Still being in your pajamas at noon on a Sunday, pre-children, is a sign that you are having a relaxing weekend. You may have spent the whole morning sleeping, watching random movies on TBS, wasting hours on Facebook or whipping yourself up breakfast that you ate in bed or the couch. All those are the makings of a great Sunday.
Now, with newborns, being in pajamas at noon on Sunday (or any day) means that I’ve been up since dawn, but between feedings, diaper changes, keeping pacifier in babies mouth, etc., I have not had a chance to pay attention to myself. If I ended up with a few minutes, I probably used it to eat a bowl of cereal or whatever quick breakfast I could muster.
This is just one of the many changes with 2 newborns in the house. Right now, I’m sitting right next to my daughter in her Fisher Price thingy, so that I can put the pacifier back in her mouth every time it falls out (every 3 minutes or so). If I don’t she will scream.
Don’t get me wrong. I love these little girls more than I’ve ever loved anyone or anything, but it’s not all sunshine and rainbows. I didn’t think it was, but just putting the reality out there. There’s a monotony at this age that I know changes as they become more interactive. My day may be redundant and exhausting in a way I didn’t know existed, but I would not trade it for anything else.
It’s been a year since my first IVF egg retrieval. Even though that cycle didn’t work, I’m lucky to be writing this with my 2 girls asleep next to me.
I remember feeling like I was never going to get pregnant. I had done 5 failed IUI’s without a break and then jumped into IVF. I had been injecting and ingesting lots of hormones. There was so much stress. Not only was there the pressure I was putting on myself, but there were so many timing variables. With IVF you are going in for monitoring almost every day, but you don’t know until 1-2 days before when your retrieval will be. I knew someone had to drive me to the retrieval, but that it was likely to fall on Rosh Hashana and possible to fall on the same day my sister in law went into labor. Somehow it ended up falling on the 2nd day of the holiday and the day before my niece was born.
Besides the timing, there was the overall stress of going into a procedure you’ve never done before. I was going to go under anesthesia. I was going to need to stay in bed rest the remainder of the day. How many eggs would I get? Would they fertilize? Would they make it to transfer and freeze?
That cycle wasn’t meant to be. There were likely a lot of factors of why it didn’t work. With hindsight, I think a big factor was all that stress. It was heartbreaking to then get the chemical pregnancy, but I do think that the resulting break I took, helped the December IVF cycle be successful.
I fee so lucky that I can write this today as the mom of two amazing, healthy babies.
As my daughters turned one week old, I was lying in the ER on morphine. It pained me more than the physical pain I was in to see the clock strike 7:53 and know that I wasn’t with them.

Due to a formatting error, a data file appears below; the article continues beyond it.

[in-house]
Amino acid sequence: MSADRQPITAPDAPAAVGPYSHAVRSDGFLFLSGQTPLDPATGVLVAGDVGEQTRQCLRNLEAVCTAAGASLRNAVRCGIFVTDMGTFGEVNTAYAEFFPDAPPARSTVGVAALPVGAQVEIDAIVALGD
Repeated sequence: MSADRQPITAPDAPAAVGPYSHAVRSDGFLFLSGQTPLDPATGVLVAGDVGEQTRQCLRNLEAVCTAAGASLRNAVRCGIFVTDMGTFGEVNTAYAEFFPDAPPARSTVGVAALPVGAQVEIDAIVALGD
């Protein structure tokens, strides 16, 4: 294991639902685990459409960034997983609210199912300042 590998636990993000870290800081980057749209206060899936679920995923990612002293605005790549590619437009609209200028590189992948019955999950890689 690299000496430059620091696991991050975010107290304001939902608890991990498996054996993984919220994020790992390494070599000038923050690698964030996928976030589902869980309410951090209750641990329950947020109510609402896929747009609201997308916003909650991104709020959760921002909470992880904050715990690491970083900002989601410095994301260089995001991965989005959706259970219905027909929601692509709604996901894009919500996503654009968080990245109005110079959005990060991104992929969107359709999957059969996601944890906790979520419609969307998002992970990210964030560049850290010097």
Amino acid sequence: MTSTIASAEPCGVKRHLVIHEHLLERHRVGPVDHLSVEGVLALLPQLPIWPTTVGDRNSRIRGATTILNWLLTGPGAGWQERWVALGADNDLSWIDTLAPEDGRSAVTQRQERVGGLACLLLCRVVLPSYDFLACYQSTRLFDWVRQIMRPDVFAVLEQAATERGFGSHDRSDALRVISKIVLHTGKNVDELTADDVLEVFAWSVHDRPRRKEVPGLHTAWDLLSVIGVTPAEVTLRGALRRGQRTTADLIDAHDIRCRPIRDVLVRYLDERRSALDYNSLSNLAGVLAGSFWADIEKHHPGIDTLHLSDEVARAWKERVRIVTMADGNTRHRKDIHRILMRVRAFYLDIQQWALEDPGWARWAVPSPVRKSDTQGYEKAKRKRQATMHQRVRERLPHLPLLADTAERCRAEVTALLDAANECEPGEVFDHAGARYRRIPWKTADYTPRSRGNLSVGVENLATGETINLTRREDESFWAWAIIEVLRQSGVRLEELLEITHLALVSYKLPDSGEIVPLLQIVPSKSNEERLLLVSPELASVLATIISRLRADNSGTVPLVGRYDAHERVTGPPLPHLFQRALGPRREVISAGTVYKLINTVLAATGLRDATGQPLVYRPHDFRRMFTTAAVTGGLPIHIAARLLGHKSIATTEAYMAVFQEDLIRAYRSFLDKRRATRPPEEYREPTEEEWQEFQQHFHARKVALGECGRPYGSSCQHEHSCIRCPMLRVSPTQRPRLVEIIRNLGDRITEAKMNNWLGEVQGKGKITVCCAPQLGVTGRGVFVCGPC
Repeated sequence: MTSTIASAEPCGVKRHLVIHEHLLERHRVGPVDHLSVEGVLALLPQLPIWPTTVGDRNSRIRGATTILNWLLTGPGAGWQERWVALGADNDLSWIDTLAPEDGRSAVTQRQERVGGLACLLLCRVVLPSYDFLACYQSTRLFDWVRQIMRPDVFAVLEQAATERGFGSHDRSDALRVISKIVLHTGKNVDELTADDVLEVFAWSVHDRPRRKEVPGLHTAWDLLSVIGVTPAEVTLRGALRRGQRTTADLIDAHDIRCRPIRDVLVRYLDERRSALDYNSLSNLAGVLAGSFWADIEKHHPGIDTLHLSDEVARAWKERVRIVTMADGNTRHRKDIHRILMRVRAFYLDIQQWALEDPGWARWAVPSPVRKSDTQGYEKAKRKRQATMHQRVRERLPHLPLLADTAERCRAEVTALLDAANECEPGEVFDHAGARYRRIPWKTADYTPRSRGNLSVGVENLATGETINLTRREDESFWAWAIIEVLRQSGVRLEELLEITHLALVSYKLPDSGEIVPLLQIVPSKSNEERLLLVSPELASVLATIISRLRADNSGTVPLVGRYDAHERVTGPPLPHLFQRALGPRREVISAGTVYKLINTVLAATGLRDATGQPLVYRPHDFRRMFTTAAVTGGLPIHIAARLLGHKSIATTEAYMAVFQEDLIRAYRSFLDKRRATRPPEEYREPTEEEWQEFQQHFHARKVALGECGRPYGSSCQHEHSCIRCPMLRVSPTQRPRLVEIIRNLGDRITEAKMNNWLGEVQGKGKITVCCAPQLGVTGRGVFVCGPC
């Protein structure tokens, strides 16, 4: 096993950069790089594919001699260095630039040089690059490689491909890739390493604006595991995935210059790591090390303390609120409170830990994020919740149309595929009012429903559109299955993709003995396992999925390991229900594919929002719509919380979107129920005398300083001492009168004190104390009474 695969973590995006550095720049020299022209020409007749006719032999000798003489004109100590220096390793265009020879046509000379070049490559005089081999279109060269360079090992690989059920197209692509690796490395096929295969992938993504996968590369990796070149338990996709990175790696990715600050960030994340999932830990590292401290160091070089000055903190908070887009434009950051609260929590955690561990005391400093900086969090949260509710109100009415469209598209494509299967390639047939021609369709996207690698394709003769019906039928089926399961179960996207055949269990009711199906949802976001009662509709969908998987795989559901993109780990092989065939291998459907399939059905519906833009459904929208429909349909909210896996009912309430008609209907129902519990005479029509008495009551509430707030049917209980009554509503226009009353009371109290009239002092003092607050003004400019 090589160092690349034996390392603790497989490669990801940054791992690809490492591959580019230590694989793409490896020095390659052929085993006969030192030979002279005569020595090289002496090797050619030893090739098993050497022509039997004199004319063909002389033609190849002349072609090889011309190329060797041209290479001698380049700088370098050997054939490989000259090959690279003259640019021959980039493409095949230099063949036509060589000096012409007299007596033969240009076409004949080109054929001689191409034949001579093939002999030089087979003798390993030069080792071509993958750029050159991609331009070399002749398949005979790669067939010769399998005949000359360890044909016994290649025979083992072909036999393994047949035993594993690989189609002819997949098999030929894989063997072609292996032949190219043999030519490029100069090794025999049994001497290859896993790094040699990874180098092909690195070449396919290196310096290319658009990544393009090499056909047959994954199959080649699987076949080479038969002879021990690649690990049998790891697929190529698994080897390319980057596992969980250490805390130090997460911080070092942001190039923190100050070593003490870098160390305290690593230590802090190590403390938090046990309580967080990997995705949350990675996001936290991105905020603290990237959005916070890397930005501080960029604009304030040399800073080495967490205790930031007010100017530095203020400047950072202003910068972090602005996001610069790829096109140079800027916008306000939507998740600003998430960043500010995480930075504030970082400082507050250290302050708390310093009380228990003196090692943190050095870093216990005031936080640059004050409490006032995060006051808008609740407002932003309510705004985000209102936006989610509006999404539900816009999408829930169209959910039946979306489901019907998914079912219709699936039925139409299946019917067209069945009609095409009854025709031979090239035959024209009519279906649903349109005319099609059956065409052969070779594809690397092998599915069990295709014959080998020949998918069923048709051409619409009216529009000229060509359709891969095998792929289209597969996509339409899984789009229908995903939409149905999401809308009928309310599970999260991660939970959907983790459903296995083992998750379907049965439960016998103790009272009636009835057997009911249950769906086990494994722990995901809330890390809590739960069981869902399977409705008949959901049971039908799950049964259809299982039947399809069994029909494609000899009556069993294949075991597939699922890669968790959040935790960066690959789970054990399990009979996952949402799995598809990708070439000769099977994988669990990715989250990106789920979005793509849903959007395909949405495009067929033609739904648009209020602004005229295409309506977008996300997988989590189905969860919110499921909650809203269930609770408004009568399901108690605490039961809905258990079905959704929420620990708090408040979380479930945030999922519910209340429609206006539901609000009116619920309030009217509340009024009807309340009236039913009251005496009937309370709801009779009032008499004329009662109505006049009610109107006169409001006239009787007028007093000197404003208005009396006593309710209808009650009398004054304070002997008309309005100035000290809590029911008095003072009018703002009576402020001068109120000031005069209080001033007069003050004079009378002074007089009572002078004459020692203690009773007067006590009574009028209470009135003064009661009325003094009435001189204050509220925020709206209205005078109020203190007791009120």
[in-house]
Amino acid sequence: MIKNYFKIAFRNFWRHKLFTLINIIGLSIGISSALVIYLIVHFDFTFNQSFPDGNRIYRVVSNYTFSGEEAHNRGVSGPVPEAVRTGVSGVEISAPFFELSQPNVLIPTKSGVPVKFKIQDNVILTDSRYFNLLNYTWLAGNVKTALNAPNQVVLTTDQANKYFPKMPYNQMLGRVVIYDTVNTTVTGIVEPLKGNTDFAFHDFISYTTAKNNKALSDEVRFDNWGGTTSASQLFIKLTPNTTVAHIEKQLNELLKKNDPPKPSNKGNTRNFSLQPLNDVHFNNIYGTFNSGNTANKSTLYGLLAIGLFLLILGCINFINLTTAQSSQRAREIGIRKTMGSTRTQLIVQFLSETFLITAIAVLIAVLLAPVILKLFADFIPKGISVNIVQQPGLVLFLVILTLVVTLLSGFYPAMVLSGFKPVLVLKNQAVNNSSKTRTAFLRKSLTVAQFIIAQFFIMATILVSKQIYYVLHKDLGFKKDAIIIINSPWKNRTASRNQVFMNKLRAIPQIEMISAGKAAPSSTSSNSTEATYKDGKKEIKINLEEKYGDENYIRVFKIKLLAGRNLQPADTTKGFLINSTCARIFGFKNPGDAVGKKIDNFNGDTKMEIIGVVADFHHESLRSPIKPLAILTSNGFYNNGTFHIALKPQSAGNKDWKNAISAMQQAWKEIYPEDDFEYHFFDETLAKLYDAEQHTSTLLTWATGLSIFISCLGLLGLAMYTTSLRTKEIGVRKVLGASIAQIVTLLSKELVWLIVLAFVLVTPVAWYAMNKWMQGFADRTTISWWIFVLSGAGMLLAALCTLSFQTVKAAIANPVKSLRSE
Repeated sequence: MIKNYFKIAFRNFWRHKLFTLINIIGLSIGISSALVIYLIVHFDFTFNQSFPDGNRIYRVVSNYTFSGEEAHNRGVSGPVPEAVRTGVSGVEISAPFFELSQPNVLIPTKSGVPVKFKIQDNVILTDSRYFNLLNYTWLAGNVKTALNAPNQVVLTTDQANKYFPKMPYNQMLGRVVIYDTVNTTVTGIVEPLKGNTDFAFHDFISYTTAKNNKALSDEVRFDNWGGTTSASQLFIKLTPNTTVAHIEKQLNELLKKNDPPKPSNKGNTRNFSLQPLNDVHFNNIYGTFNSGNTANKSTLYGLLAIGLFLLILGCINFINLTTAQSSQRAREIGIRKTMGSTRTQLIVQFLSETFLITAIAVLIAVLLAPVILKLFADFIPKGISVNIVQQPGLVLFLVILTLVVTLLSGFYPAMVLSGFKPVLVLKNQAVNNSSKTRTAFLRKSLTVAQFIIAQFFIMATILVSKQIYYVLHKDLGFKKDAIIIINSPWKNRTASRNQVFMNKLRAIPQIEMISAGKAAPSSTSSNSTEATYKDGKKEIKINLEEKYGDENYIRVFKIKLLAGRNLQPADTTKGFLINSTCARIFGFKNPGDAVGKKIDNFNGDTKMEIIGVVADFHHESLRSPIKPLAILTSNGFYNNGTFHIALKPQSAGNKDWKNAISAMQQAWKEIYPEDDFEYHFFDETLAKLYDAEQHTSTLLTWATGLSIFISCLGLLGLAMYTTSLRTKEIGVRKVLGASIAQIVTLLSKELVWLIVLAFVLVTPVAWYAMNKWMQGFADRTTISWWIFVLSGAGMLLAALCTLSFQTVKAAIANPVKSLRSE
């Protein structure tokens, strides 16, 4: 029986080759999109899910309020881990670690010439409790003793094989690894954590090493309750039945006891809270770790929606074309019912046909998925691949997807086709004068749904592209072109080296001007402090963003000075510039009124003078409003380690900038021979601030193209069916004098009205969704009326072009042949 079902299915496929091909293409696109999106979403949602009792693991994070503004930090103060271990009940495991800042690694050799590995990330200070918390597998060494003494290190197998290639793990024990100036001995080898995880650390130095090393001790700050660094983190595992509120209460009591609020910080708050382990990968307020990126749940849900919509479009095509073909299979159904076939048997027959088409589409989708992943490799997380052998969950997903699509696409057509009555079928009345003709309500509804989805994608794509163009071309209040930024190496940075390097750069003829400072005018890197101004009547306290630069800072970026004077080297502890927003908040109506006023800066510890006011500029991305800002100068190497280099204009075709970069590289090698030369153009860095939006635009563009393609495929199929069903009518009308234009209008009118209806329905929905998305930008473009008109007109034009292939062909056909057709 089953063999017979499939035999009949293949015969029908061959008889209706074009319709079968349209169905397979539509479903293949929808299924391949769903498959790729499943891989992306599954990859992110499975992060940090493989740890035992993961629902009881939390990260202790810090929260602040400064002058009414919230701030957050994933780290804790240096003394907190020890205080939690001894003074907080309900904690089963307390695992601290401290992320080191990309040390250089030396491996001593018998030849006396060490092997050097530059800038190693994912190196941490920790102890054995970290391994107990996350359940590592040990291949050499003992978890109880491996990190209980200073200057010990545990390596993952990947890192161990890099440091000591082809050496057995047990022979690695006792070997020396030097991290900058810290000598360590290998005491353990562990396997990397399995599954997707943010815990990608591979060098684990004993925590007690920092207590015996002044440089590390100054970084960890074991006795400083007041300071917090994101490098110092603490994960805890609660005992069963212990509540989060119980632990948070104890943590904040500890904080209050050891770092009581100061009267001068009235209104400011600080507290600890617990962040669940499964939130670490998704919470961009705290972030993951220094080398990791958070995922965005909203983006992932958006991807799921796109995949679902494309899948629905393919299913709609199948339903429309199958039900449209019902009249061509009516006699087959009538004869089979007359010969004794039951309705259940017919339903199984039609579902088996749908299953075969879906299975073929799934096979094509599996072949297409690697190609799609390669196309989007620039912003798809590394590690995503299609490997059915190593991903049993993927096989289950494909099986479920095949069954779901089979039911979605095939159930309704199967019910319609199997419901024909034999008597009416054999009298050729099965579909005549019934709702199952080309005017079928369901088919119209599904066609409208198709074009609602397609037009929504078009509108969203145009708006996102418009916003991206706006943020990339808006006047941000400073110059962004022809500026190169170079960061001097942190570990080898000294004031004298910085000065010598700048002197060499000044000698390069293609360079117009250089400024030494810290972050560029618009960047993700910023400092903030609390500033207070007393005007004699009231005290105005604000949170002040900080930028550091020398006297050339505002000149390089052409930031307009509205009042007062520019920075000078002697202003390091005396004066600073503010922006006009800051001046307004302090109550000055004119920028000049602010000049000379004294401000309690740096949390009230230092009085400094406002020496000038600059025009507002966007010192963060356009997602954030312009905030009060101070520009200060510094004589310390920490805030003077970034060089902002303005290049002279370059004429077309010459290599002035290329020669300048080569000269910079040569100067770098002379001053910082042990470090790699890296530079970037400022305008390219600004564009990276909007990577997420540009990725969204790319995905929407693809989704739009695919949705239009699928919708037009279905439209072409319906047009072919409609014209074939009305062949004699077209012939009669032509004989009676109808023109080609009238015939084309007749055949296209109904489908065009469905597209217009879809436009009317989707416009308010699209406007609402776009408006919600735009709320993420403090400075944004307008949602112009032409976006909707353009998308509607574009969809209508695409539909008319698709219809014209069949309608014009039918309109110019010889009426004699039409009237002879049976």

The previous evening I was at home after a full day of visitors feeling very uncomfortable. My back had started hurting and I was convinced I had some trapped gas as a side effect of the c section. As the night wore on it got worse. I kept trying to walk around my house to “untrap” the gas, but I could barely walk. Every position was painful. My back was spasaming. A little before midnight, I called the OB. He suggested taking some Antacids and if that didn’t help, go to emergency. I took a Tums and immediately knew it wouldn’t do anything, so I called my mom.
I left the girls with the baby nurse I thankfully have and we spent the night in the ER. Blood tests, an ultrasound and CT Scan confirmed that I had severe pancreatitis caused by gall stones. Around 8 am I was moved to another room that was a holding area for observations. I saw several doctors that told me the pancreatitis was so bad, that we had to wait at least 2 days before doing any procedures.
I ended up spending 5 days in the hospital while my girls were home with my mom and the nurse. I was finally reunited with them on Friday minus one gall bladder. It almost still feels surreal to have gone so quickly after pregnancy back into the hospital with another surgery. All I wanted was to be back home with my babies.
The gall stones after pregnancy is apparently pretty common although I had never heard of it before. I’d never had an issue, at least not that I was aware of. It was definitely both physically and emotionally draining.
Thankfully I had my family and friends looking out for me. I also had really good care at the hospital. I’m starting to feel like my normal self again.
August 22nd was the best day of my life. Period. There is nothing like the feeling of hearing your babies for the first time.
Elena was born at 7:53 am at 6.8 lbs. Yael was born one minute later at 7.3 lbs. They were the big twins all the nurses were talking about.
Having a baby via c section was a bit surreal. I don’t have anything to compare it to, but there’s tons of activity going on and as the mom I’m laying there with my arms stretched out and a curtain on my face waiting to meet my babies. I got a little skin to skin with each one before they were taken to the nursery and I was sent to recovery.
Those first few days and even now, I look at them with awe. I can’t believe they are mine. I can’t believe I made them. It’s incredible to fall in love with someone so instantly. They are my greatest accomplishment.